WASHINGTON — The U.S. Forest Service and Apache County have launched a first-of-its-kind management plan to thin more than 90,000 acres of forest in hopes of preventing catastrophic fires like last year’s record Wallow Fire.
The partnership grew out of county accusations last year that decades of forest mismanagement by the Forest Service aggravated the Wallow Fire, the largest in the state’s history. Since then, the two sides have come together and developed a program for the Apache-Sitgreaves National Forests that they hope can be repeated around the country.
“We’re working very well with the Forest Service,” said Apache County Manager Delwin Wengert. “It’s a win-win for everyone — it helps the county, it helps the Forest Service, it helps the residents and it’s a model for future projects.”
Work began May 23 with a crew of 18 workers — professionals, recent high school graduates and college students — who are cutting down trees with less than 9-inch diameters in the Greer area. After an area is cut, the cleared materials will be burned by the Forest Service, with the county providing some equipment and support staff.
The goal is to reduce fuel sources and minimize the impact of future fires. Doyel Shamley, the county’s natural resources coordinator, said there’s already a visible difference in the forest.
Shamley said he expects the first 75 acres near Greer to be cleared by the end of the summer. After that, crews will systematically focus on clearing more than 90,000 acres of land, operating around spotted-owl season, fire season and restrictions imposed because of the current drought.
The agreement, signed in February, will extend five years. Jim Zornes, forest supervisor for the Apache-Sitgreaves National Forests, said it calls for the county to act as a contractor to the government and be paid per acre that is thinned.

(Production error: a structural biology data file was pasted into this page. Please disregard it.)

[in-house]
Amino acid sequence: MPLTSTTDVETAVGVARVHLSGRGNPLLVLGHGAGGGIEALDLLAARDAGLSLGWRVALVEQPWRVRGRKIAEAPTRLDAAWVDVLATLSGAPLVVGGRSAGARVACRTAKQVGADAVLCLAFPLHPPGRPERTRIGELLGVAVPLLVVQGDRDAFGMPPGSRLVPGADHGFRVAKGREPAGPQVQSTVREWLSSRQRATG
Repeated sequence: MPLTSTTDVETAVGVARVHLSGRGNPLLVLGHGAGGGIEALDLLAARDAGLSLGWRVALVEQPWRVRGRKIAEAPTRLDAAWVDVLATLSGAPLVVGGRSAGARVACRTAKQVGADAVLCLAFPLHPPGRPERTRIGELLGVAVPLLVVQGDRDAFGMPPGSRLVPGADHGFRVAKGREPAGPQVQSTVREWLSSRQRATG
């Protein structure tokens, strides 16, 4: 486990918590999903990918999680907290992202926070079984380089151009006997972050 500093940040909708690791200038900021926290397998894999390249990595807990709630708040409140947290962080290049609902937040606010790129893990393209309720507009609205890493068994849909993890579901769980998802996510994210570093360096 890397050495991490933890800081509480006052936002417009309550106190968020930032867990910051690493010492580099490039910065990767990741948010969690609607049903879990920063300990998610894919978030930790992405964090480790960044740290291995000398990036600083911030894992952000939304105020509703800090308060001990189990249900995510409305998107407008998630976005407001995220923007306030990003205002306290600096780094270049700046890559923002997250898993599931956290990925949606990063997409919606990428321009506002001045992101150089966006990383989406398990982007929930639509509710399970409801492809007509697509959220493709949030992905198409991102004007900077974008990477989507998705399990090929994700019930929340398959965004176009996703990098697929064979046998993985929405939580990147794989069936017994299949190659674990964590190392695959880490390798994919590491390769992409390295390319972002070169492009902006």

Zornes said that cooperative effort is essential to managing the forests.
“A wildfire doesn’t stop at a boundary. It doesn’t stop at a fence or at private lands,” he said. “It doesn’t make any difference if it’s tribal lands, national or local. When it burns, it burns.”
That was brought home to Apache County residents in last year’s Wallow Fire, which burned more than 538,000 acres and destroyed 52 structures in the county. Shamley said the county had complained that the Forest Service needed to more quickly reduce the amount of fuel in the forests that could stoke such a fire.
In October, months after the Wallow Fire burned out, the county passed a resolution declaring a state of emergency and saying it would thin the forests itself. It accused the government of neglecting its custodial duties and of failing to coordinate with local governments and tribes as required by law.
“It’s the county putting its foot down,” Shamley said of the resolution. “They all accused us of being rebels, but we just need to protect our towns.”
County Supervisor John Lee said that in the face of the Wallow Fire, it was imperative to let the Forest Service know the county was serious about the resolution.
“We decided if they didn’t want to deal with us, that they would understand that we’re not just potted plants out here,” Lee said. “It took over a half-million acres of land to finally wake us up and make us drive our tent stakes in the ground.”
The Forest Service bristled at the accusations, releasing a report in August detailing how its actions saved homes during the fire. But Zornes said things changed when Shamley took him to Greer last winter to show the extent of the wildfire’s devastation.
“There was some consternation here that we weren’t moving fast enough,” Zornes said. “But I was actually shocked that we had not communicated well enough to see each other’s position. That’s all it took — a little ride in a Ford Escape into the snow to see the area in question.”
As part of the agreement, the county will also work with property owners to better protect their structures and reduce the risk of fire to neighboring properties.
The project itself will total about $80,000 in funds and in-kind donations this summer, but Shamley said the overall impact on the local economy has been estimated at around $500,000. But he said the efforts will affect more than people’s homes and livelihoods.
“Within three days of the cutting, we were already seeing chipmunks running around, and the deer are coming back,” Shamley said.
Zornes and Shamley also said that some of the extracted wood will be given back to the community for use as firewood.
“Every acre counts. This forest in the last 10 years has had a million acres of fire,” Zornes said. “So what we’re trying to do is take the intensity down so it’s something we can manage.”